Graham Hitchcock, Felixstowe
Hitchcock was working for Fisons at the time of the floods. Here is
his written account of that night:
had started work from school in September 1952 at Fisons, Harvest
House, Felixstowe as an office junior. A great company, with a wonderful
Chairman, Sir Clavering Fison.
On the 1st February 1953 we all went to work to discover how much
Felixstowe had suffered.
As I worked for the Office Manager (Dennis Howard) my duties covered
the building maintenance of Harvest House. George Horseley, the
maintenance foreman, suggested we go on the roof. The sight of the
flooding from the Ordnance Hotel to the Docks, along Langer Road,
Sir Clavering Fison asked for 12 volunteers a day to help people
move their furniture and house contents to storage. He made available
all of the garage space in Bath Road (normally used by firms' cars).
I went to help on the Wednesday after. The water on Langer Road
pavements was still to the top of the wellies. There were dead piglets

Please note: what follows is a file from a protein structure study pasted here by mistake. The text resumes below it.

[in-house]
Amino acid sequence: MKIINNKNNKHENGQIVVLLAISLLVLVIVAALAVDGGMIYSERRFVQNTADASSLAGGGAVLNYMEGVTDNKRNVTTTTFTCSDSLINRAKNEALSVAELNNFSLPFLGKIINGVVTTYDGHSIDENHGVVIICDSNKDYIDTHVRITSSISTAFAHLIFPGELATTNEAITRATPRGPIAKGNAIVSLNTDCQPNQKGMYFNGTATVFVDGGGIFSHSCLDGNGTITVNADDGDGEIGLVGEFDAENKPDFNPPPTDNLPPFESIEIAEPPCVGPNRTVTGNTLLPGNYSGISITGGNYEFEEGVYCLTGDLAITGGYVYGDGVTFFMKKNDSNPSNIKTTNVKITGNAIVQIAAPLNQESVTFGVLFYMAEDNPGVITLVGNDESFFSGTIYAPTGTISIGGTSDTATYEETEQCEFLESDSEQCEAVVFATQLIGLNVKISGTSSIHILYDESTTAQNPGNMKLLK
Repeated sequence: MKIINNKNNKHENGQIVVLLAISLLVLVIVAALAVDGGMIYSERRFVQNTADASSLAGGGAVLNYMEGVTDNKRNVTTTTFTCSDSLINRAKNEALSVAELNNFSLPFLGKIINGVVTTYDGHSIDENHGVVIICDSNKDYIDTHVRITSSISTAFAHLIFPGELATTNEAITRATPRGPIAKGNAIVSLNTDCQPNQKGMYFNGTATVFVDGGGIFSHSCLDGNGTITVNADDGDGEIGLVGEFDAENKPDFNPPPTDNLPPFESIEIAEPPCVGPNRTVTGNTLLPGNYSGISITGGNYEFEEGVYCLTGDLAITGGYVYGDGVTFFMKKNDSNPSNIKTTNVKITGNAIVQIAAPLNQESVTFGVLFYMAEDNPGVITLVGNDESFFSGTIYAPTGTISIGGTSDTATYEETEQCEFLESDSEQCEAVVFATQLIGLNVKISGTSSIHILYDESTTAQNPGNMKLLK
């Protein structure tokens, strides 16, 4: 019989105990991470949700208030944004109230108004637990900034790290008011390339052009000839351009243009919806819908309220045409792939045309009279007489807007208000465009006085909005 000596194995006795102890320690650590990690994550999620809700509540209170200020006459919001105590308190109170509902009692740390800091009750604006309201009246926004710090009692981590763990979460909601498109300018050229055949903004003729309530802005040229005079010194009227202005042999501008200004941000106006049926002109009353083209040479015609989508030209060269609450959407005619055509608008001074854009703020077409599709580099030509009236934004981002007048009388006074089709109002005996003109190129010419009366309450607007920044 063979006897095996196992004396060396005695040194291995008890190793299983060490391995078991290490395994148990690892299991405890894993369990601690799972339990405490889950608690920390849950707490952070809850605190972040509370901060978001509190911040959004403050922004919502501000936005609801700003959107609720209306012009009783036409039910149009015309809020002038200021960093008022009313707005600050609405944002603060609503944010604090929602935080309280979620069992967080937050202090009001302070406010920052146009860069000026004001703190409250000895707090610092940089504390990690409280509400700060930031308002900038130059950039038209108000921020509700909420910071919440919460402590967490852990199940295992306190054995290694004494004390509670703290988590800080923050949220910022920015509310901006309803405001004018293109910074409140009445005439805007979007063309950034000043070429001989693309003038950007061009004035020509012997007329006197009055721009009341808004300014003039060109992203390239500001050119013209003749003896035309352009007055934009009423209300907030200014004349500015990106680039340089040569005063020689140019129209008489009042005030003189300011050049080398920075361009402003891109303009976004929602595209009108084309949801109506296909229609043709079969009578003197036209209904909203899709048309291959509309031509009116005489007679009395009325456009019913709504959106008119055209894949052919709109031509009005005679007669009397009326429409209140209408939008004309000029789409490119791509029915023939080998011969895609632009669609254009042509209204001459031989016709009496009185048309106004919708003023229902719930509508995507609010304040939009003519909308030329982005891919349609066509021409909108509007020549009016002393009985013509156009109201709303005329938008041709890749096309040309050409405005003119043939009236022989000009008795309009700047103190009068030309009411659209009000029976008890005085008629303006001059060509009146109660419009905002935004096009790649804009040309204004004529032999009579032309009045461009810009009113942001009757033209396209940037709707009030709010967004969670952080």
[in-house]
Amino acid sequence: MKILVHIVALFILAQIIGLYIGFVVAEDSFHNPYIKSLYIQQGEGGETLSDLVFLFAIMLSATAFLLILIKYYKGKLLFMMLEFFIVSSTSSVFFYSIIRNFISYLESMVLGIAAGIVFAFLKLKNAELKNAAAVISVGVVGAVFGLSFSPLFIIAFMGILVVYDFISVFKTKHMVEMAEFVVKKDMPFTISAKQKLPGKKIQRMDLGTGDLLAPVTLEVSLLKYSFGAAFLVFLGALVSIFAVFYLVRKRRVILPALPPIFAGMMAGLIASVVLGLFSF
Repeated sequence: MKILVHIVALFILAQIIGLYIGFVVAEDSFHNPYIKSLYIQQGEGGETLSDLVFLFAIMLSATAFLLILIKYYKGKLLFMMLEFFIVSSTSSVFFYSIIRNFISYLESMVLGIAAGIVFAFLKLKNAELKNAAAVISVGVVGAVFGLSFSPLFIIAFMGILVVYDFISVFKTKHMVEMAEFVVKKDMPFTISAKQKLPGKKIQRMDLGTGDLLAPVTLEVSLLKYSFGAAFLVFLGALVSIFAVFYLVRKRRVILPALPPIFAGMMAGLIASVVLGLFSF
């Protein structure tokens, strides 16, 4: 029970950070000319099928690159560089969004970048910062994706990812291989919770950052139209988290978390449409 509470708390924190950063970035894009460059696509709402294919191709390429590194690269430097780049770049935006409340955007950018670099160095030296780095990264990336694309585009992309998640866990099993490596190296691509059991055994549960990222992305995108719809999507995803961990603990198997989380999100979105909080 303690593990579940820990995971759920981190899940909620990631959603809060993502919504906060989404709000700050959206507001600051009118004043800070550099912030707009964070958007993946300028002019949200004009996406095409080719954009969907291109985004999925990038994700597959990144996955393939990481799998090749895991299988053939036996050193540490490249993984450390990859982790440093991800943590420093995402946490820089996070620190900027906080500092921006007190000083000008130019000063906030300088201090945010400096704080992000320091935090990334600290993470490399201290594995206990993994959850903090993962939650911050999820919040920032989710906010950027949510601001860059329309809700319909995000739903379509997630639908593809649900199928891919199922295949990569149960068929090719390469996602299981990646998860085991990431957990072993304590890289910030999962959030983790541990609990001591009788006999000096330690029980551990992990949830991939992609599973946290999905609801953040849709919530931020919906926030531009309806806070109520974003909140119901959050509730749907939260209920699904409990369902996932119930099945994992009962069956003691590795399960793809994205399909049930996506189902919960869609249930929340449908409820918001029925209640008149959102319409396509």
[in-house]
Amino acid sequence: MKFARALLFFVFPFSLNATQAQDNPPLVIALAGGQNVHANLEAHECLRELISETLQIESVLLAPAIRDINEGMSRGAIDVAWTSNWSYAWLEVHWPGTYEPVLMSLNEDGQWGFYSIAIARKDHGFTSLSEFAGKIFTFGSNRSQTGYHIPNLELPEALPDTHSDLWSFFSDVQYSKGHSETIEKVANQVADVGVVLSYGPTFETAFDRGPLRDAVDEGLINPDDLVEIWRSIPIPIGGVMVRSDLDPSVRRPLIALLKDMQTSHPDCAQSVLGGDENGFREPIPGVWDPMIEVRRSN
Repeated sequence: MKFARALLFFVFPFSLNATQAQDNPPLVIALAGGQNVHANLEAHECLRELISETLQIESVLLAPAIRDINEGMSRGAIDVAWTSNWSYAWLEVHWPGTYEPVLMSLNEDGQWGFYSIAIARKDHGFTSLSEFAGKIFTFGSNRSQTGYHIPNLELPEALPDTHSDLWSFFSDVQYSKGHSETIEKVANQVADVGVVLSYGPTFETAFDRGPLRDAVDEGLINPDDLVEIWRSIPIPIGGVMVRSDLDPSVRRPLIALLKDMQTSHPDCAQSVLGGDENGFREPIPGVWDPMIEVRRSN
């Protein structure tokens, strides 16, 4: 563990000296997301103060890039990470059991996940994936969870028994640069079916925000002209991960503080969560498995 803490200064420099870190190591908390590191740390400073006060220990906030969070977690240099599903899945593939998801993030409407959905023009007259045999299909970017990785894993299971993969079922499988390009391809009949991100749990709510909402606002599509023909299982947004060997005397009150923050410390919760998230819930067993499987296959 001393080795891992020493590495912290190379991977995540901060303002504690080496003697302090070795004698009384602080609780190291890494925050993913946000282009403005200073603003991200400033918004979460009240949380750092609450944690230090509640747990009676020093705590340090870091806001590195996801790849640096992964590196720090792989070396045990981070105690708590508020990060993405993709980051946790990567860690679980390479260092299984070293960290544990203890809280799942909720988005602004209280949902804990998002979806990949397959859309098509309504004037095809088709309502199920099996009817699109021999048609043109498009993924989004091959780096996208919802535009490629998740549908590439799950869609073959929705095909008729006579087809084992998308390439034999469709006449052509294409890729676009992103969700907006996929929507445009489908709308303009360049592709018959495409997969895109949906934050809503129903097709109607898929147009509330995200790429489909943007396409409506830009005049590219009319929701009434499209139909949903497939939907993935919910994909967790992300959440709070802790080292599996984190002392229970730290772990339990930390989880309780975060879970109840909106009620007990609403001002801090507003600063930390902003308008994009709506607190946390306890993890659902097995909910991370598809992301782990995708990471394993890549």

and other rubbish floating down the road.
Nearer the dock you could see the prefabs (which had floated in
the flood) at funny angles. I am told that sadly some of those who
drowned were unable to get out of their homes because the current
of water was too strong. Some people had lost finger nails as they
tried to reach air pockets.
One pensioner I visited was fishing at the bottom of Constitution
Hill. He told me the sea was coming in so fast that he had to run
for his life over the road up the hill.
Sir Clavering Fison allowed the Fison lorries to move the contents
of houses. I remember trying to move a piano - it just collapsed
as the glue gave way. Carpets were so heavy too but they had to
be moved to assist drying out. Houses were damp to the top of the
windows. The promenade was ripped up.
The yacht pond extended to cover the whole dug out area beside the
Spa Pavilion. I am told there was a dance on that night. People
fled for their lives as the water came over the area.
My father was a Works Manager for Fisons. We visited his works at
Coprolite Street on the Docks in Ipswich. As the floods receded
you could physically see the heaps of potash and kanite decreasing
into the Dock. He always said: "If the high tide is between
12 and 3 and the moon was full, plus an east wind, there is always
a risk of flooding."
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